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Iran Reviewing US Response to EU's Nuclear-Deal Rescue Plan
Plus: Tunisian President Saied ratifies controversial constitution, northern section of Beirut port silos collapses, US airstrikes target Iran-backed militias in Syria, and much more.
Hello readers. Welcome back to Inshallah, a newsletter about news from the Middle East delivered to your inbox every week.
I am Dario Sabaghi, ready to handpick for you the most newsworthy stories of the week. Subscribe to be up to date about the latest development in the Middle East. It's free.
Before delving into the news of the week, I suggest reading my latest article on Middle East Eye.
I report the story of Rebirth Beirut, a Lebanese NGO that has started to light up the streets of Beirut, which has become a ghost city since the start of the economic crisis.
Iran reviewing US response to EU's nuclear-deal rescue plan
Iran said it's reviewing the Biden administration's response to an EU-drafted plan to rescue the 2015 nuclear accord, including US comments on amendments suggested by Tehran.
Diplomats want to strike an agreement that reinstates limits on Tehran's rapidly advancing nuclear program in exchange for lifting US sanctions on the Iranian economy, including oil exports.
The original accord collapsed after then-President Donald Trump abandoned it in 2018.
Exam fiasco exposes rot in Turkish bureaucracy
The recent cancellation of a standardized exam betrayed the extent of institutional failure and tampering in Turkey, directly affecting the lives of more than a million people.
The news broke after allegations that questions of the Public Personnel Selection Examination (KPSS) were leaked before it was conducted on July 31.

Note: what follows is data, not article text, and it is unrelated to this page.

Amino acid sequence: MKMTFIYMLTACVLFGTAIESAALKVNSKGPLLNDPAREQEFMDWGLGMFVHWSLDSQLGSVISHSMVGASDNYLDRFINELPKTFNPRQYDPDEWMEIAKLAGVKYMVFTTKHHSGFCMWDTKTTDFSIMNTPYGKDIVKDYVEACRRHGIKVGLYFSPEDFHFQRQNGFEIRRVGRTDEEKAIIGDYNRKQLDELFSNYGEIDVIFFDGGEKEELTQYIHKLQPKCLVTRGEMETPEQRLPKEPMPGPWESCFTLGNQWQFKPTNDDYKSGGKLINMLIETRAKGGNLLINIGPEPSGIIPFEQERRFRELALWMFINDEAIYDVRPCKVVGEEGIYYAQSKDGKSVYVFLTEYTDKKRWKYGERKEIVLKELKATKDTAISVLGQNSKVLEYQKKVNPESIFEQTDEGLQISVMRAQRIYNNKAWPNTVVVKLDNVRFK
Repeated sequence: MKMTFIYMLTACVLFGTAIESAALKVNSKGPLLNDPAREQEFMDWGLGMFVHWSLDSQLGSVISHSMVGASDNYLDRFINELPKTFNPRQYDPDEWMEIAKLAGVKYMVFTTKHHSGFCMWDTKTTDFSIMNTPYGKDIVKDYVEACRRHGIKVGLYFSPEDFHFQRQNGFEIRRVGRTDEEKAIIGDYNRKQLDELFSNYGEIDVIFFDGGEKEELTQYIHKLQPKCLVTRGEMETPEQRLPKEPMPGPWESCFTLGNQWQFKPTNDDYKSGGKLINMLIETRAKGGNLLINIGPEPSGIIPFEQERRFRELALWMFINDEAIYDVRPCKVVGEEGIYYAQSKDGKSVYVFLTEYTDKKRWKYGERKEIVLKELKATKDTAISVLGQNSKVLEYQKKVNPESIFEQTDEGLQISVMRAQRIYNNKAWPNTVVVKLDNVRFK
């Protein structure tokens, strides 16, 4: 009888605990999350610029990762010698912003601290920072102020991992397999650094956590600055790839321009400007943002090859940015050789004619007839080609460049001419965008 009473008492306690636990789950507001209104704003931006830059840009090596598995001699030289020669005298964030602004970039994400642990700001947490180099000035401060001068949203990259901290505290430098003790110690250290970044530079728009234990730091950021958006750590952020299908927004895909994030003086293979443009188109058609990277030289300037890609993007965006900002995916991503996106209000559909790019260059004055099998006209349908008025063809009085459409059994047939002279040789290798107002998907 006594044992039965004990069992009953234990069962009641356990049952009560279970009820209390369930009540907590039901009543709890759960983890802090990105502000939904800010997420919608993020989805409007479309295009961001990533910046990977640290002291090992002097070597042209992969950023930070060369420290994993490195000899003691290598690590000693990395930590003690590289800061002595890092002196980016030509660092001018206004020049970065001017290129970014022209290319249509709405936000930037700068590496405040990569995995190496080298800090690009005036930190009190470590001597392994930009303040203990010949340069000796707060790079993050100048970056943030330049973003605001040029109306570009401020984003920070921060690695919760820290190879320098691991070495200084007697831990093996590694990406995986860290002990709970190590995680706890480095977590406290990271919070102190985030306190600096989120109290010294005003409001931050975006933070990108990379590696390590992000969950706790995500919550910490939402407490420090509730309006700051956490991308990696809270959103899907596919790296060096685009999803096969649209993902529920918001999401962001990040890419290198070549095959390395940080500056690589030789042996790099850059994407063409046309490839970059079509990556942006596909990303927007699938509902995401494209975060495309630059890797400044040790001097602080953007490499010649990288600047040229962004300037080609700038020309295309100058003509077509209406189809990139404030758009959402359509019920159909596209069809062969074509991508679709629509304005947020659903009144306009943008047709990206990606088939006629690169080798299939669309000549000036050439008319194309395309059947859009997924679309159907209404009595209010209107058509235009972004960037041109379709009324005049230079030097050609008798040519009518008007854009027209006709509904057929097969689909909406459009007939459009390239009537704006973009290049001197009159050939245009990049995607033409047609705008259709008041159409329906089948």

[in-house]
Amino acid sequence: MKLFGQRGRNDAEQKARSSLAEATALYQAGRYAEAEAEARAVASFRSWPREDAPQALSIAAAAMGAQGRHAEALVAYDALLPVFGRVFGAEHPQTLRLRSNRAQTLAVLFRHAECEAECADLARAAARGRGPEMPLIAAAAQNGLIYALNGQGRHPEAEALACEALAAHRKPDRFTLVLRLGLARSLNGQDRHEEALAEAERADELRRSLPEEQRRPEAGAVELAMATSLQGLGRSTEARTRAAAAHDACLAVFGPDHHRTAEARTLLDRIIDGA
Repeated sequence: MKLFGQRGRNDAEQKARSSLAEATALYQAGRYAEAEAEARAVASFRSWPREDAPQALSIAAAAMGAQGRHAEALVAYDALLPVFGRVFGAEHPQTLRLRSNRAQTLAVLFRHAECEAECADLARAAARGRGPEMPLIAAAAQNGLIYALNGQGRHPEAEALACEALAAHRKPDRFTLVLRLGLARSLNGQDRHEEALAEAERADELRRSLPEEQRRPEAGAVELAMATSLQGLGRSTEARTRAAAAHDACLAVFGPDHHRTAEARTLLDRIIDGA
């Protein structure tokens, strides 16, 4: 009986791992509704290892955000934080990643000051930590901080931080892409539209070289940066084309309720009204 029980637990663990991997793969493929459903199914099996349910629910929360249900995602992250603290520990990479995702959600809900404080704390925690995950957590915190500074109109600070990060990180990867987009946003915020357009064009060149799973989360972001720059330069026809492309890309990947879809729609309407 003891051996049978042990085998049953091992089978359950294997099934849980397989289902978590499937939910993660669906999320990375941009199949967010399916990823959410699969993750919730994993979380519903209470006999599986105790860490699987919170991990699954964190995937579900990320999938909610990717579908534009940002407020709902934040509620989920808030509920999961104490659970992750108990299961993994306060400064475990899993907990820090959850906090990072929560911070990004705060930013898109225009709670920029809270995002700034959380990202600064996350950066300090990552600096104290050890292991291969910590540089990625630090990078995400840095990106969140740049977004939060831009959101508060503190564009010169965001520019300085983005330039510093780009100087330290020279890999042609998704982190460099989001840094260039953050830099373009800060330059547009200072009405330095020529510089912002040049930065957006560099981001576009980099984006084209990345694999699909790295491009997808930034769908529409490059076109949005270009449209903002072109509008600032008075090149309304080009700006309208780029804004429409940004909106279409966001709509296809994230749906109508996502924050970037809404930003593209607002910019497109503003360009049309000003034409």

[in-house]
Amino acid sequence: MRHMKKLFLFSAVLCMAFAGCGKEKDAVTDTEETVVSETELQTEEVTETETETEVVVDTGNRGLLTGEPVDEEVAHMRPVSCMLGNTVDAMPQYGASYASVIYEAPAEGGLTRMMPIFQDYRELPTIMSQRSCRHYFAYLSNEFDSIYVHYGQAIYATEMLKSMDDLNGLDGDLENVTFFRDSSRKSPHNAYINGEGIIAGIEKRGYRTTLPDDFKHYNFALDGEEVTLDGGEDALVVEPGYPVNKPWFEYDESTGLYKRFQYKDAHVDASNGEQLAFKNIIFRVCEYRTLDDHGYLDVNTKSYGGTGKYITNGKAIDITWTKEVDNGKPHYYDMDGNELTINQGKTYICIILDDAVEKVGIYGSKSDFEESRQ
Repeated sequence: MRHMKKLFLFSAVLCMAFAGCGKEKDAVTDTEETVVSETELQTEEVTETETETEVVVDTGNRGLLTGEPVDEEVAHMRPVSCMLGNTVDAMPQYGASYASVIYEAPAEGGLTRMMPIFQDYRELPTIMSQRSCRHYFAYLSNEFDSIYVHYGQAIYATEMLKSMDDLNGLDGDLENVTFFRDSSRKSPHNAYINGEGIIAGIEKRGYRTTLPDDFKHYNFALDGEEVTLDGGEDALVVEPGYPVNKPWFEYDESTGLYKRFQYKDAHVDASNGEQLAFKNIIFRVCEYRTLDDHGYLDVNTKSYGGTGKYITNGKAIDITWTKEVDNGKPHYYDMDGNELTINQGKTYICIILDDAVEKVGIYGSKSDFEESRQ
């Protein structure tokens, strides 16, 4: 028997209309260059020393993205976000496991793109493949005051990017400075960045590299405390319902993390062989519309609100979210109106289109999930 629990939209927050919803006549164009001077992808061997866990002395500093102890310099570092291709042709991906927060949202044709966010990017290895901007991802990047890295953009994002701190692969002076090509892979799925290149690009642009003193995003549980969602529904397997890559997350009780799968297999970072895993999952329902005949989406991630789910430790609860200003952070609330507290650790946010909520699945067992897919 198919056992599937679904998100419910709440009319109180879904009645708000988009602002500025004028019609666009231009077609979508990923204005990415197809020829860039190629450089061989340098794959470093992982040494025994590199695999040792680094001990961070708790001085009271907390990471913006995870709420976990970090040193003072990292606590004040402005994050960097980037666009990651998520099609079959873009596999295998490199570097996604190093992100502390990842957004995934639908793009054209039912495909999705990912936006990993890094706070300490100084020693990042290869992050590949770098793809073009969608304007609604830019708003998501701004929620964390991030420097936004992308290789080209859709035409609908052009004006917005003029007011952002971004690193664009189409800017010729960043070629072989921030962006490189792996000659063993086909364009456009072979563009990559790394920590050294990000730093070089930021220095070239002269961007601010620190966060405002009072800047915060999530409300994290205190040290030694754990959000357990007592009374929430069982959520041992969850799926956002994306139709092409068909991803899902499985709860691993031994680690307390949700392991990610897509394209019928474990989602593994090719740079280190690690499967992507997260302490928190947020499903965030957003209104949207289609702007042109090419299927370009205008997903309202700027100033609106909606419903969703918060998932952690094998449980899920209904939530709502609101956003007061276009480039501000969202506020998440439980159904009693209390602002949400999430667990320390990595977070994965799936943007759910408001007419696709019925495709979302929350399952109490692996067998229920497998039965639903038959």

The scandal resulted in several officials' dismissals and the test's cancellation.
Turkey's Center for Assessment, Selection, and Placement (OSYM) denied the fraud claims circulating on social media.
However, the growing public outrage prompted Turkey's President Recep Tayyip Erdogan to weigh in, announcing an investigation into the allegations on August 2.
Tunisian President Kais Saied ratifies the new controversial constitution
Tunisian President Kais Saied ratified a controversial new constitution that will give him unchecked powers during a ceremony at the presidential palace on Wednesday, August 17.
He added that a new electoral law will be drafted, and a constitutional court established soon "to preserve the constitution, and to protect the rights and freedoms that come with the new constitution."
But opponents have said the new constitution tips Tunisia back into the dictatorship it had before the revolution of 2011.
The constitution places the president in command of the army, allows him to appoint a government without parliamentary approval, and makes him virtually impossible to remove from office.
Northern part of damaged Beirut grain silos collapses
The northern section of the grain silos damaged two years ago by a blast at the Beirut port collapsed early on Tuesday, August 23, after warnings the structure was leaning too far to stay up.
The crash sent a cloud of brown-grey dust billowing over the waterfront. There were no immediate reports of injuries.
Recently, a fire had been smoldering in the silos for weeks, which officials said was the result of summer heat igniting fermenting grain left rotting.
Part of the structure collapsed on July 31, and another section fell on August 4, the second anniversary of the blast.
The huge explosion at the port on August 4, 2020, killed more than 220 people and gutted the northern section of the grain silos, leaving wheat and corn spilling out in the sun.
US airstrikes target Iran-backed militias in eastern Syria
The U.S. military said early Wednesday it carried out airstrikes in eastern Syria that targeted areas used by militias backed by Iran's paramilitary Revolutionary Guard.